Mornings in the College Chapel—Short Addresses to Young Men on Personal Religion by Francis Greenwood Peabody (The Riverside Press, Cambridge Copyright, 1896)

Gap-filling Exercise

Luke xx. 19-38.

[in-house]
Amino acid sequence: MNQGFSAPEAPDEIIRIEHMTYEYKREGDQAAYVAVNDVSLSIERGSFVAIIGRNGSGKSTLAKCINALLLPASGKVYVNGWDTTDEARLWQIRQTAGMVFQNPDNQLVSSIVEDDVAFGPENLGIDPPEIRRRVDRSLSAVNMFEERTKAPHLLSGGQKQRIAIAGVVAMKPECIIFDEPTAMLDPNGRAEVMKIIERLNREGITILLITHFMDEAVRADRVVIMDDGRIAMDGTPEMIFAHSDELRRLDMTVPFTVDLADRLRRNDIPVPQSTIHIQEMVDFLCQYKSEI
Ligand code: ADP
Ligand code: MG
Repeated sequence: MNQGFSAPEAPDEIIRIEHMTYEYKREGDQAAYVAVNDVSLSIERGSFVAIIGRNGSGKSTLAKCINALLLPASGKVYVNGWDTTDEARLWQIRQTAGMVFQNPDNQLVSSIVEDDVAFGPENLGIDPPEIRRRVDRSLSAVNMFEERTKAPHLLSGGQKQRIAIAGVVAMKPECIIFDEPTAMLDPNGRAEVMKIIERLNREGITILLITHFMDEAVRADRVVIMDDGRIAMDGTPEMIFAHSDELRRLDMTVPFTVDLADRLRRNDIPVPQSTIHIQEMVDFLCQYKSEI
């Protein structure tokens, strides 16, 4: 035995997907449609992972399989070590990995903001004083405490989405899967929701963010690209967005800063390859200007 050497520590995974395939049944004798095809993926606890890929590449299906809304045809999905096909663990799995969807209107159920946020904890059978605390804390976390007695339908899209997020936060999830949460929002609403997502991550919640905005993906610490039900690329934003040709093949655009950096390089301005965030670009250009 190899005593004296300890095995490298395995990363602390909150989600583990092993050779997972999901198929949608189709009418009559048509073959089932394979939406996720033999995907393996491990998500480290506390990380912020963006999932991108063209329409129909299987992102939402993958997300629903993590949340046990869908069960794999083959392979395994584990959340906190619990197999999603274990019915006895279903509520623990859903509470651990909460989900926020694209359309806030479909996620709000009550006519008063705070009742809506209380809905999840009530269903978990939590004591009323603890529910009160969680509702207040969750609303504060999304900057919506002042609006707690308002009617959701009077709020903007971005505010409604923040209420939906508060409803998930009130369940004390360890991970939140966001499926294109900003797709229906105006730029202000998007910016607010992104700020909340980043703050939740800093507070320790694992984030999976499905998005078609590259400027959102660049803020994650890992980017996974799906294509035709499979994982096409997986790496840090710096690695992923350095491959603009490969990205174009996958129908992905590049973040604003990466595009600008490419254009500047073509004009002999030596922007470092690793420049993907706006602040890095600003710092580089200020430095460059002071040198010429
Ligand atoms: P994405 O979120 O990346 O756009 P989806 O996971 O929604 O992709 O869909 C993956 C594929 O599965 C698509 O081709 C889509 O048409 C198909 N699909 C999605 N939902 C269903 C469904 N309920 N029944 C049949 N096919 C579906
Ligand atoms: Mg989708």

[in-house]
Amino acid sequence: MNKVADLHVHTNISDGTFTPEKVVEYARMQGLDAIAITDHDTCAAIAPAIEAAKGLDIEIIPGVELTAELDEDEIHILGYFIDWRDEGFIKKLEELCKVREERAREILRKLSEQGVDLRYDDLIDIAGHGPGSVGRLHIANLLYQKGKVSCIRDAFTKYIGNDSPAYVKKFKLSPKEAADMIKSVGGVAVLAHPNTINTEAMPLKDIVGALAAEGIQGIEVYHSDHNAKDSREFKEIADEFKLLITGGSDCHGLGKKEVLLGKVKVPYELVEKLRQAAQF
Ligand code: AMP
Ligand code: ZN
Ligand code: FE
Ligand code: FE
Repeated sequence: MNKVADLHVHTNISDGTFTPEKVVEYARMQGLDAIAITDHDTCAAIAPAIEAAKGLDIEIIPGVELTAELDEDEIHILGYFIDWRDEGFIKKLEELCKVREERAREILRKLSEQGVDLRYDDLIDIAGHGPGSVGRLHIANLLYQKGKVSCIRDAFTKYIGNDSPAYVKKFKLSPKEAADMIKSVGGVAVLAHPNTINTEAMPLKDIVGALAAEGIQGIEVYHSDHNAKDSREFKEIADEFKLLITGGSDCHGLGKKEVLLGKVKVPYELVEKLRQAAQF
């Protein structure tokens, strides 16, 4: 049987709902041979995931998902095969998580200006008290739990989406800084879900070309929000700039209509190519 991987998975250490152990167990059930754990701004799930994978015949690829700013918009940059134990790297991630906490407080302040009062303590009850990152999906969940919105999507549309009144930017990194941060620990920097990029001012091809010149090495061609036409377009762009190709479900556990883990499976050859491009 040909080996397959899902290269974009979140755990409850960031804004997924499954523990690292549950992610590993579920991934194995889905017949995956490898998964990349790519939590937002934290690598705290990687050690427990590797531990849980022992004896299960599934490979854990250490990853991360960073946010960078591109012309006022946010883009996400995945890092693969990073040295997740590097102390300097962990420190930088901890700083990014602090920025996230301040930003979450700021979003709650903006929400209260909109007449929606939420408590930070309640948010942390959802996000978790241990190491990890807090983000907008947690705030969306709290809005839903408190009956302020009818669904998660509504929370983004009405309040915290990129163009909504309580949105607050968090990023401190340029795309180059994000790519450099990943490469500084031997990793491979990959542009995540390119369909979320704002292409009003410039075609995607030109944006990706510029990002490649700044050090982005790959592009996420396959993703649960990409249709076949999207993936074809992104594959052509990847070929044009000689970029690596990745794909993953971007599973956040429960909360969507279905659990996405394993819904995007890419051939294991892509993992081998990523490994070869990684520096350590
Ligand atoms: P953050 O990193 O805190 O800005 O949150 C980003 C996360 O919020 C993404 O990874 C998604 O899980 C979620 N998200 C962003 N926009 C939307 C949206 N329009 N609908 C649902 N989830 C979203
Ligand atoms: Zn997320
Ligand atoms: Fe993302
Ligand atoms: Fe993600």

The Sunday of the week of Jesus was all triumph, the Monday was all neglect, the Tuesday was all controversy. He returns more from Bethany to the city, and he finds the opposition at its . At once he is set upon by two kinds of people and asked two of questions as to his mission and aim. One question was political, or as we now are saying sociological. What did he think taxation? What was his attitude the government? Was he encouraging revolt? Was he an anarchist or a socialist? The other question was theological. What did he think about the life? How would marriage be arranged in heaven? Was his theology orthodox? All this must have seemed to Jesus malicious enough, but I think that the deepest he had of such questions {152} must have been of their stupidity. How was it possible that after months of public teaching any one could suppose that such problems were in the line of his intention. Here he was, trying to bring life among his people,—the life of God to the of men,—and here were people still trying to find in him a political schemer or a metaphysical theologian.